Untersuchungen zur Anbindung von organischen Liganden an Sn/S-Cluster zum potenziellen Einfang von Übergangsmetallionen

Zur Funktionalisierung des Keton-funktionalisierten Sn/S-Clusters mit DD-Struktur in Verbindung A, [(RSn)4S6] mit R: (Me)OCCH2CMe2, mit organischen Substituenten,die der Komplexierung von Übergangsmetall-Ionen dienen, oder mit präkoordinierten Komplexen wurden drei Herangehensweisen entwickelt. Die...

Full description

Saved in:
Bibliographic Details
Main Author: Leusmann, Eliza
Contributors: Dehnen, Stefanie (Prof. Dr.) (Thesis advisor)
Format: Doctoral Thesis
Published: Philipps-Universität Marburg 2015
Online Access:PDF Full Text
Tags: Add Tag
No Tags, Be the first to tag this record!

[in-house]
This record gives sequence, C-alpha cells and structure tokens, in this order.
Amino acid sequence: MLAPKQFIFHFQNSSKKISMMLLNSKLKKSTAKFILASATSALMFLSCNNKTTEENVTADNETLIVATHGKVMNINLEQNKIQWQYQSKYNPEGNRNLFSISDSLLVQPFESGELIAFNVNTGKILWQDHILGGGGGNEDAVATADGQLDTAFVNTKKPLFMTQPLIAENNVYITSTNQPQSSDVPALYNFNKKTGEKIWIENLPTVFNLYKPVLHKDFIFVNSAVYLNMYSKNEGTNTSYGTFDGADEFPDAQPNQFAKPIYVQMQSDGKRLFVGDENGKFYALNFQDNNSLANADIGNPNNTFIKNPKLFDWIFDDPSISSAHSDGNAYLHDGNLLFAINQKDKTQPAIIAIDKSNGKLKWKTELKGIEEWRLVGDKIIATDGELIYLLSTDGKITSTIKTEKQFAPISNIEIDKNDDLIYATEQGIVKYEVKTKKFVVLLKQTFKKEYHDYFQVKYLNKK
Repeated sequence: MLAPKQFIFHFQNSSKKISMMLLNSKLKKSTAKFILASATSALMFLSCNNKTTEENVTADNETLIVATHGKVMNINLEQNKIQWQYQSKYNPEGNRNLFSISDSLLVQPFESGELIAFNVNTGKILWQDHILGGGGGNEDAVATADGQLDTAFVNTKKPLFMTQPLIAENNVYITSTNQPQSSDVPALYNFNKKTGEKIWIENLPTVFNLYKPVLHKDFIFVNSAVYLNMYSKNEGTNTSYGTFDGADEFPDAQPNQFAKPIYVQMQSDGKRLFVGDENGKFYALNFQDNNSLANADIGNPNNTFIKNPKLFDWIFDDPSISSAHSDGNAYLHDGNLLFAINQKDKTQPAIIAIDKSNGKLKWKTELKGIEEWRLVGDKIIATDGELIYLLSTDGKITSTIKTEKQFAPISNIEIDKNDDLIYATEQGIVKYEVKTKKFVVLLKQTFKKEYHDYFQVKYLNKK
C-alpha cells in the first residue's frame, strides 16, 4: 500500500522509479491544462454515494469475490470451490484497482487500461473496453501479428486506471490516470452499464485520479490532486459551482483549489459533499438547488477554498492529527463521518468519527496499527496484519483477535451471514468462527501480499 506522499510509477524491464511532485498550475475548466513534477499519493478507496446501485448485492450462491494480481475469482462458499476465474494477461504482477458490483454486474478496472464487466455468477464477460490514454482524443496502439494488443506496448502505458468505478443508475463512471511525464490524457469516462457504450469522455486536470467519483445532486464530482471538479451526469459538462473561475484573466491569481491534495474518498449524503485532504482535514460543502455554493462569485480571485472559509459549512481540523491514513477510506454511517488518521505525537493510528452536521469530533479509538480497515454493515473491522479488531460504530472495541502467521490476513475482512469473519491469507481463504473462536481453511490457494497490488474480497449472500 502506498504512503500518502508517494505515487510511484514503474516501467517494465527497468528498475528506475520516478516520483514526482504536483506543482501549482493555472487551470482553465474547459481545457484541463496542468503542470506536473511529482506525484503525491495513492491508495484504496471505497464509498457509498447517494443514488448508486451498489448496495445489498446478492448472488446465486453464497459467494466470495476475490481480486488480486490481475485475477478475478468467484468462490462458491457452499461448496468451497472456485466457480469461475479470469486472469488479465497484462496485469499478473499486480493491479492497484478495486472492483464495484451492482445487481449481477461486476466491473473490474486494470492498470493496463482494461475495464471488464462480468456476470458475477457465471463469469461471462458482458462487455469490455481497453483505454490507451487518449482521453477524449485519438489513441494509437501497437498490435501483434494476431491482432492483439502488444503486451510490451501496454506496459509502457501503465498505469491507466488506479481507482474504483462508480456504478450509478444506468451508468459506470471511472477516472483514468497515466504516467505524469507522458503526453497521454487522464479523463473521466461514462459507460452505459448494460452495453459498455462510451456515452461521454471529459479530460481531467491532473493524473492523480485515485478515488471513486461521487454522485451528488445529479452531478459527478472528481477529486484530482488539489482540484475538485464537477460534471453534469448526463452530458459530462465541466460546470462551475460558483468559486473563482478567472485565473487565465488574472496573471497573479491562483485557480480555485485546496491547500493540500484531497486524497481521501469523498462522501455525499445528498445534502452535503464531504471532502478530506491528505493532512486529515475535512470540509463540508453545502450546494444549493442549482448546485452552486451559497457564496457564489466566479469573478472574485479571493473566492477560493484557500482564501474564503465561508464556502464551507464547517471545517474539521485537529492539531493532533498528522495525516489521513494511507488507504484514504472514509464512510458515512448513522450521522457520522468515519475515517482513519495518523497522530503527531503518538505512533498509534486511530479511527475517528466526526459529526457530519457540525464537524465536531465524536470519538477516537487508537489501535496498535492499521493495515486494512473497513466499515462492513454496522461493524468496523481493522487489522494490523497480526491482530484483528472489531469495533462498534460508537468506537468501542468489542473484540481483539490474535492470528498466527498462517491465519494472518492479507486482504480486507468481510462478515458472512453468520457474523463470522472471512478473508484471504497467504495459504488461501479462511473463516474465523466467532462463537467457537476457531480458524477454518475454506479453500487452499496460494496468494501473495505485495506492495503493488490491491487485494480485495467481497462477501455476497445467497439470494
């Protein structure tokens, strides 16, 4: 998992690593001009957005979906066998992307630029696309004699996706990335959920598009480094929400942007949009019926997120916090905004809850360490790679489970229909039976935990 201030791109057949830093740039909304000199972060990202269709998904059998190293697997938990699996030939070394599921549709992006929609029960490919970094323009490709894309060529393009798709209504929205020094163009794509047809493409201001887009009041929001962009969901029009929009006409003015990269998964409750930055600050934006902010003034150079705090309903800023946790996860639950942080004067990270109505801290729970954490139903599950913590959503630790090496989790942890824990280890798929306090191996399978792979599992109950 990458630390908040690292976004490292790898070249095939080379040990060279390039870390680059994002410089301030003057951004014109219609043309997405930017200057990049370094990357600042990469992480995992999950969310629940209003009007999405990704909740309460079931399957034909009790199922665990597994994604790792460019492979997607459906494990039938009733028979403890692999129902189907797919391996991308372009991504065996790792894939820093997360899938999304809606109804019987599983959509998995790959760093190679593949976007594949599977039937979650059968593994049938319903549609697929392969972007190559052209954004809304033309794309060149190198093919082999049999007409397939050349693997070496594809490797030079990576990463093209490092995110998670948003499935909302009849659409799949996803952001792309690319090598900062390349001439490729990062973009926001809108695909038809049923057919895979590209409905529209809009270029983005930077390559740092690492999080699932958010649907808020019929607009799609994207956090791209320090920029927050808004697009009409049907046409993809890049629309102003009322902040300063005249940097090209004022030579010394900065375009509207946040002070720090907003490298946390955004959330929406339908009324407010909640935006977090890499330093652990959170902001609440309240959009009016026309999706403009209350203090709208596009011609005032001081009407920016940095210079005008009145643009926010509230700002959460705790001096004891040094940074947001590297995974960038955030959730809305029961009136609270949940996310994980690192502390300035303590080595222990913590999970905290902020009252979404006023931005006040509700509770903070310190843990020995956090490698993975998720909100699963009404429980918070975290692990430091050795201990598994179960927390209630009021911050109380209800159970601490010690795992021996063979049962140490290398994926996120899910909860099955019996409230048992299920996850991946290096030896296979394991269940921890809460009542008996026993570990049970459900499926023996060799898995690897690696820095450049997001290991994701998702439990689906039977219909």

Table of Contents: Three methods were developed to either functionalize the Sn/S cluster A, [(RSn)4S6] A with R: (Me)OCCH2CMe2, with organic substituents which can serve as complexating agents for transition metals or to functionalize A with precoordinated complexes. The first method consists of reacting a precoordinated transition metal complex possessing a hydrazone or hydrazine functionality with the keto groups of A. This approach was successfully demonstrated for ruthenocene, which was first activated as acetylruthenocene RcAcNNH2. The hydrazone compound readily reacted with A. Single crystal X-ray diffraction showed a reorganization of the inorganic cluster core from the Sn4S6 topology to Sn6S10, the topology, with preservation of four organic substituents in compound [(RRcSn)4Sn2S10] (RRc: CMe2CH2C(Me)=N–N=C(Me)Rc, Rc: (C5H5)2Ru) (2). This phenomenon was observed for all subsequently performed functionalizations of A as well. The electrochemical and optical properties of 2 were examined in detail. 2 shows broad luminescence band at 500 nm could be observed and attributed to both the inorganic cluster core and the metal organic ligand. Attempts to tether other, more reactive precoordinated transition metal complexes to A in the same fashion were unsuccessful. It appears that only stable, 18 valence electron complexes can be used to perform this functionalization without decomposition. The second method is to functionalize A with hydrazine first and subsequently react the hydrazone derivative A’ with aldehydes, ketones or acetales. During the course of the investigations, it became apparent that ketones show insufficient reactivity and that the more reactive aldehydes can be used for functionalization. Reaction of A with 3-Methyl-2-butenale led to the butene functionalized cluster [(RBuSn)4Sn2S10] with RBu: CMe2CH2C(Me)=N-N=C(H)C=CMe2. Tethering an acetale to the cluster was only successful in one case, using 2-Furaldehyde-diethyl acetale to produce the cluster [(RFuSn)4Sn2S10] with RFu: CMe2CH2C(Me)=N-N=C(H)C4H3O. This underlines the great influence of the acetale substituent on the reactivity of the whole molecule. Altogether, the hydrazone-functionalized cluster A’ is considerably less reactive than its ketone precursor A, so this method is generally the least promising route for functionalization. The third method combines A and hydrazone functionalized ligands possessing donor atoms to give products that can then react with transition metals. During the course of the investigations, it became evident that the reactivity of the hydrazines H2N-NHR towards A varies greatly depending on the organic substituents R. While 2-Hydrazinobenzothiazole reacts with A to form the functionalized cluster [(RBT Sn)4Sn2S10] with RBT : CMe2CH2C(Me)=N-N-[C(S,N)C2]C4H4, 2,2’:6’2”-4’-Hydrazino-Terpyridine doesn’t show any reaction, possibly due to its outstanding complexation properties which may come along with chelated tin atoms. Photoluminescene measurements on the furan and benzothiazole decorated clusters 5 and 6 in comparison with the ruthenocene decorated cluster in 2 show that the (metal)organic substituents influence the luminescence properties of the compounds as they show broader signals which in case of 5 are slided to smaller wavelengths. A series of aromatic substituents with ascending size from benzaldehyde to anthracene and hetero aromatic substituents with hetero atoms in different positions, e.g. (iso-)quinoline were tethered to A. The most promising compound for capturing transition metals in this series is the 2,2’-bipyridine decorated cluster [(R6−BipySn)4Sn2S10] with R6−Bipy: CMe2CH2C(Me)=N-N=C(Me)(C5H4N−C5H3N)) (23). Unfortunately, its reaction with transition metals has so far only produced metal complexes without a cluster core attached. It is not yet clear whether these complexes result from an excess of ligand during the reaction or whether the Lewis acidic transition metal salts in combination with water molecules formed from the condensation reaction lead to a break of the ketazine bond. The reaction of 23 with Bis(1,5-cyclooctadiene)diiridium(I)dichloride led to the completely unexpected complex {[(COD)3Ir3S2]SSnCl}2 (26·2 CH2Cl2. Quantum chemical investigations of the complex show a great amount of delocalization of the Ir3S2 fragments to the point of cluster orbitals, while the central Sn2S2 ring and its bonds to the Ir3S2 fragments are built through localized 2e2c-bonds. The last method appeared the most promising route of all three, although reactions with transition metal complexes didn’t lead to the desired product.